I spent my day off doing what I do best: going for a long solo hike and spending too much money on flights for next semester. By week 2, Red group had become pretty comfortable, so it was nice to take some time out from having kids hanging off me while I tried to shepherd the rest in the right direction. Thats at least how the rest of my week turned out anyway.
Glacier day number four (or is it five now?) began with another crack of dawn wakeup before running around site trying to locate jackets and sunglasses for what seemed like every kid. Now that its August, the snow is a lot less impressive, and the huskies have been demoted to dog walk duty. Let me tell you, when six year olds can barely walk by themselves in half melted snow, tying them to a dog ends up more like people walking as I quickly gave up any pretence of control. Picture this: Beth attached by a lead to a husky half her size and twice as strong, trying to hold up a boy who has barely been toilet trained on one side and a girl convinced she has frostbite on the other. My coordination is lacking at the best of times, and it was no surprise that about five minutes later we all fell into a half melted puddle of ice. I guess its character building.
A skill you pick up pretty fast at a children’s camp is how to supervise at minimum capacity. This week was the perfect time to hone my ability to improve my terrible tan lines at the same time as making sure my group didn’t get into too much trouble at the Aqua Parc. By some miracle we managed to get every child changed, dried and on the bus by 4.30pm without any major incident, though by the end of the day I was beginning to wish we’d hired a few extra huskies to speed up the spacier children.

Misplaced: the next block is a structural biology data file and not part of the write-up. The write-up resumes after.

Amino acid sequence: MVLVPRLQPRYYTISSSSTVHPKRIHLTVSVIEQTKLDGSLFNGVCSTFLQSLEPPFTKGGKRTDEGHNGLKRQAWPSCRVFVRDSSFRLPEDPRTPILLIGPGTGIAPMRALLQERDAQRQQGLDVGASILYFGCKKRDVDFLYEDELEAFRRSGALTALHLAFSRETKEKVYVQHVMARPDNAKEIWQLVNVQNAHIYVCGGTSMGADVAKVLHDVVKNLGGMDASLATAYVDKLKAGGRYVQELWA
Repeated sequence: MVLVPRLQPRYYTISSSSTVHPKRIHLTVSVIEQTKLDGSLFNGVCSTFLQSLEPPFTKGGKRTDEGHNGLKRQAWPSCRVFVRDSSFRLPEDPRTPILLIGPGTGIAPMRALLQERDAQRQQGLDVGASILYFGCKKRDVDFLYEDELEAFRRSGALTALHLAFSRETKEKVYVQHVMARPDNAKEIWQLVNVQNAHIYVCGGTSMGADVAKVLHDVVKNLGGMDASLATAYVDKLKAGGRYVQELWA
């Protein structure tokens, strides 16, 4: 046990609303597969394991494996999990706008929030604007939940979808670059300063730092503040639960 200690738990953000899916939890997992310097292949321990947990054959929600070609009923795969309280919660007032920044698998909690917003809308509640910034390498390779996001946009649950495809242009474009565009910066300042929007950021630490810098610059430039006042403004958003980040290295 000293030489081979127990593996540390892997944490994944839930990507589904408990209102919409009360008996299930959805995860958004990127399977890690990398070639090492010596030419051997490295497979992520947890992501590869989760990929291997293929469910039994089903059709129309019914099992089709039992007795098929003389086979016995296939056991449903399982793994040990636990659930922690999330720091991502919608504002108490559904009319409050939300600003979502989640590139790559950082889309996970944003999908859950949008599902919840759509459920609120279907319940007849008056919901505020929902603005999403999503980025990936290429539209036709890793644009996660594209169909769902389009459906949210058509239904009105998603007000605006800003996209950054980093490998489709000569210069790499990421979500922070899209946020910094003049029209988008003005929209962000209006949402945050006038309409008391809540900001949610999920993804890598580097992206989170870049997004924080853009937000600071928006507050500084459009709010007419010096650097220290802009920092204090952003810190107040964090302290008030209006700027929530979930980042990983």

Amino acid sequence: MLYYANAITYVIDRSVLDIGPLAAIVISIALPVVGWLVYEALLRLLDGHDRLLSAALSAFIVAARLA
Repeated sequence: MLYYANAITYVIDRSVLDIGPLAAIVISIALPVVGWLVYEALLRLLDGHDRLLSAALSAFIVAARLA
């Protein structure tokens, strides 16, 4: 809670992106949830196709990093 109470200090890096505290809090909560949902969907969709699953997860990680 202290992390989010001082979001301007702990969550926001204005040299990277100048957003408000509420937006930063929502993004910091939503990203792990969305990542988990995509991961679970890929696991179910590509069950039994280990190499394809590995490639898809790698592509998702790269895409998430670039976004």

All too soon, it was Prom night again and I was heading to the dance floor with my prom date. My partner for the whole night was a seven year old named Maya who had asked me the day before using a colouring in sheet of Snow White that I will treasure forever. A couple of tough goodbyes and a long day of cleaning the centre ready for the final session later, Rosie and I escaped to the lake with some takeaway dinner. By now, we know how to do a night off the mountain right, managing not one but two ice creams (don’t tell anyone) to complement a swim in Lake Geneva and a picturesque sunset. Add that we were in bed by 10.30 and you’ve got yourself the perfect night.
This week has ended how most have: with the beginning of a session. I’ve moved age groups yet again and am now in charge of six sulky teenagers whose favourite thing to do is complain about how much they want their phones. That being said, its been so nice to sit down and actually have a chat with the kids I eat meals with. Our dinnertime conversations had covered anything from various international stances on refugees to a definitive ranking of the Kardashian children by cuteness. I’m also not complaining about the fact that 16 year olds don’t need to be told things five times before an activity. They may not be as cute as the little ones, but its nice to take a step back.
I’ll sign off there with some of my favourite photos from this week.